Construction Equipment Theft and Recovery Report – April

Tennessee: Investigators with the Tennessee Highway Patrol stopped a suspect in an ongoing equipment theft investigation and examined a tractor he was hauling. The tractor was stolen and the suspect was hauling it to a dealership to which he had sold multiple units. As several of these machines were still at the dealership, investigators were able to identify several more pieces as stolen by searching police computers, contacting the National Equipment Register and speaking with theft victims. Authorities are now looking at links between the suspect and other equipment thefts in southern Indiana, South Carolina and Kentucky. He had been stealing machines from dealerships and unattended worksites, often during daylight hours. Witnesses reported the suspect appeared to “know what he was doing,” and therefore did not question his activity.

Georgia: An investigator stopped a truck pulling a trailer with a Kubota RTV900 utility vehicle on it; the trailer had incorrect plates. The investigator ran the VIN for the trailer through police computers and discovered it had been stolen. The driver had no plausible explanation for how he obtained the utility vehicle. The investigator called NER for assistance in identifying the machine and finding ownership or theft information. No records were immediately found, but NER was aware of a 2004 theft in which an entire transport of Kubota utility vehicles had been stolen. Research confirmed the RTV900 was one of those machines, and the driver was arrested for possession of stolen property. He was driving the transport truck in 2004 when the machines were stolen at a truck stop.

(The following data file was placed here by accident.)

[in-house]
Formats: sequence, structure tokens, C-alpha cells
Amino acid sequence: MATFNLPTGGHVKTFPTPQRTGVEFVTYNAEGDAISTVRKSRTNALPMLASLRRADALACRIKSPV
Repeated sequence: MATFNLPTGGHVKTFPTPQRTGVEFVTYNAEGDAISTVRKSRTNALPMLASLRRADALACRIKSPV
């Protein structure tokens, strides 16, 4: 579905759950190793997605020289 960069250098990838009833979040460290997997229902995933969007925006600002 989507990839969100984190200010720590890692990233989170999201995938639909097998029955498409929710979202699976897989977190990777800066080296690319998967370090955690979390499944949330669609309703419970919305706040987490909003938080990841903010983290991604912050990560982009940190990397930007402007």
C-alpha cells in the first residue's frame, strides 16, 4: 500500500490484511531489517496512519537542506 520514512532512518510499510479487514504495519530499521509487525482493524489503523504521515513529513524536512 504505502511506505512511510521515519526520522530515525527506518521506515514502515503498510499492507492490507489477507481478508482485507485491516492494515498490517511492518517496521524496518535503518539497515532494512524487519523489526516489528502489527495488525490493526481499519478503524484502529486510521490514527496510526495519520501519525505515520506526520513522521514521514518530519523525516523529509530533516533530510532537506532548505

North Carolina: A contractor spotted a van near one of his jobsites after hours and gave the van’s license plate number to his local police department. When officers arrived at the home of the van’s registered owner, they were told he was not there. While at the residence, the officers noticed a large industrial generator seemingly out of place in the yard and were granted permission to examine it. They ran the serial number through police computers, finding a matching theft report from a neighboring county. The officers monitored the van owner’s home for a short while and observed a man leave the property with a Takeuchi compact excavator and abandon it in nearby woods. Officers stopped the man and determined he was the van owner. They examined the compact excavator and called NER. The unit was on record as being stolen recently from a national rental chain. The van driver was arrested and both stolen machines were returned to their owners.

The National Equipment Register provided this information. NER operates databases of equipment ownership and theft records law enforcement officers use to help identify stolen machines.